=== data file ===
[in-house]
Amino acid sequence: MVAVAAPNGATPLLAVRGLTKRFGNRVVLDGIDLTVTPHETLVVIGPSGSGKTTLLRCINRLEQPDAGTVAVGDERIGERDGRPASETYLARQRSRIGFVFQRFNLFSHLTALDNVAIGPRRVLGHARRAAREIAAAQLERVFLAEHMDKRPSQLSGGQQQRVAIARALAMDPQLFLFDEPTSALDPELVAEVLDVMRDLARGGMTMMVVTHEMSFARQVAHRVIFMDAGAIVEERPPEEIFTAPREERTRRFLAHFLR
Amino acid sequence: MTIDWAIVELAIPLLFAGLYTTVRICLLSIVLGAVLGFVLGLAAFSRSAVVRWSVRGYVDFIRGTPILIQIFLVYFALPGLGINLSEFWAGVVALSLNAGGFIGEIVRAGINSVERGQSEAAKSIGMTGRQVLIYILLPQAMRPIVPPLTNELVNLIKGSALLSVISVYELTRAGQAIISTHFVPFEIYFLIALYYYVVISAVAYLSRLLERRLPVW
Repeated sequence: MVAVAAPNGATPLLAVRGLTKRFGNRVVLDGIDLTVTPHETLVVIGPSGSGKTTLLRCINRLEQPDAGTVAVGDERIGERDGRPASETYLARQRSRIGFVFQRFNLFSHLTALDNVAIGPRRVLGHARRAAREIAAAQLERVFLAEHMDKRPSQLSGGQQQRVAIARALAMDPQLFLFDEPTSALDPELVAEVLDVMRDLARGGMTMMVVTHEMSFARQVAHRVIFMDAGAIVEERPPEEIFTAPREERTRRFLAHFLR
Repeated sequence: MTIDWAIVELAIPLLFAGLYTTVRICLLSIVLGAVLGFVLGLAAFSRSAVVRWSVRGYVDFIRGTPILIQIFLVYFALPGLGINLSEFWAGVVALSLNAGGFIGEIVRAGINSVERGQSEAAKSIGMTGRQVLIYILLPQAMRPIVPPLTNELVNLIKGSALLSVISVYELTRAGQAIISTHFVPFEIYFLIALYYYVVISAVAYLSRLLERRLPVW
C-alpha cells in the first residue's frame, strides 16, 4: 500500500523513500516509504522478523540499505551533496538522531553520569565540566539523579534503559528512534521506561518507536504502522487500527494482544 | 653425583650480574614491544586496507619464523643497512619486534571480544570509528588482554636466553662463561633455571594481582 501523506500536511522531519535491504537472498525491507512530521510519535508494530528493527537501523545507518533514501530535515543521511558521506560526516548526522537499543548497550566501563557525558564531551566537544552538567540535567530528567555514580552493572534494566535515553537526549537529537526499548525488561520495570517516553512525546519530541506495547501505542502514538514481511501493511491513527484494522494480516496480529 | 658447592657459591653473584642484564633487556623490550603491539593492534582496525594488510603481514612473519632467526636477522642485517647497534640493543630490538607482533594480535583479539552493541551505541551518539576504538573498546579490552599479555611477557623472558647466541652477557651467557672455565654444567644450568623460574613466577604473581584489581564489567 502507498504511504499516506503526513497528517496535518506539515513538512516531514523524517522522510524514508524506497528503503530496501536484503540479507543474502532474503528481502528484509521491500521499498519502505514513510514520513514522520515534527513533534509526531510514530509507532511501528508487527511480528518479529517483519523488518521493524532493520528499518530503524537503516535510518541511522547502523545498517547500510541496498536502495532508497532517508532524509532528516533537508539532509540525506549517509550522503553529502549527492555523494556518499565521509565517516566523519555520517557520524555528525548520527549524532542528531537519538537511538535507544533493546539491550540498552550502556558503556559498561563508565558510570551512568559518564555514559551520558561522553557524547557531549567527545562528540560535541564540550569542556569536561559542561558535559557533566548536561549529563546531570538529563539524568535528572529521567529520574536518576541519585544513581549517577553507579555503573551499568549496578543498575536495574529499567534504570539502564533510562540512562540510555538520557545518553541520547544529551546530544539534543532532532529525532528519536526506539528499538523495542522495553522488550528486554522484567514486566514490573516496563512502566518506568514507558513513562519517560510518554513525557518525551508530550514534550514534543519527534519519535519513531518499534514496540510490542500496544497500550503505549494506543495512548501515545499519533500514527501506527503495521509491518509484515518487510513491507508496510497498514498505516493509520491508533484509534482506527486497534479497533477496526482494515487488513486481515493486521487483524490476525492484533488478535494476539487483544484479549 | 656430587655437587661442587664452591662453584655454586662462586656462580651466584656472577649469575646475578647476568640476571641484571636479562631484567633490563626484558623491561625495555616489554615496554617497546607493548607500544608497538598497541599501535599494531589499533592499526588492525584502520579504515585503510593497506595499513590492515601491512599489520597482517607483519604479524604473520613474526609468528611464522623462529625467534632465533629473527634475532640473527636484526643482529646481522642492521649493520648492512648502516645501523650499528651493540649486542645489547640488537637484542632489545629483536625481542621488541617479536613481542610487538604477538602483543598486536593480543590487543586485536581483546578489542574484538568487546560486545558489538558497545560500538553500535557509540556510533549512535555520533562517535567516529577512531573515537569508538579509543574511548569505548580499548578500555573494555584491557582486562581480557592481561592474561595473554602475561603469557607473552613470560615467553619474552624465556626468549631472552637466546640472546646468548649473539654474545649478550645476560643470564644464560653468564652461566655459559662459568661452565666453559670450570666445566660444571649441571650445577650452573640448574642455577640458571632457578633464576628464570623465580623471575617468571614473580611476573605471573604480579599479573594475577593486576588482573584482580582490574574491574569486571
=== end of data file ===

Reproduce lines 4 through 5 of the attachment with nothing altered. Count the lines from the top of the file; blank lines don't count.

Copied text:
Repeated sequence: MVAVAAPNGATPLLAVRGLTKRFGNRVVLDGIDLTVTPHETLVVIGPSGSGKTTLLRCINRLEQPDAGTVAVGDERIGERDGRPASETYLARQRSRIGFVFQRFNLFSHLTALDNVAIGPRRVLGHARRAAREIAAAQLERVFLAEHMDKRPSQLSGGQQQRVAIARALAMDPQLFLFDEPTSALDPELVAEVLDVMRDLARGGMTMMVVTHEMSFARQVAHRVIFMDAGAIVEERPPEEIFTAPREERTRRFLAHFLR
Repeated sequence: MTIDWAIVELAIPLLFAGLYTTVRICLLSIVLGAVLGFVLGLAAFSRSAVVRWSVRGYVDFIRGTPILIQIFLVYFALPGLGINLSEFWAGVVALSLNAGGFIGEIVRAGINSVERGQSEAAKSIGMTGRQVLIYILLPQAMRPIVPPLTNELVNLIKGSALLSVISVYELTRAGQAIISTHFVPFEIYFLIALYYYVVISAVAYLSRLLERRLPVW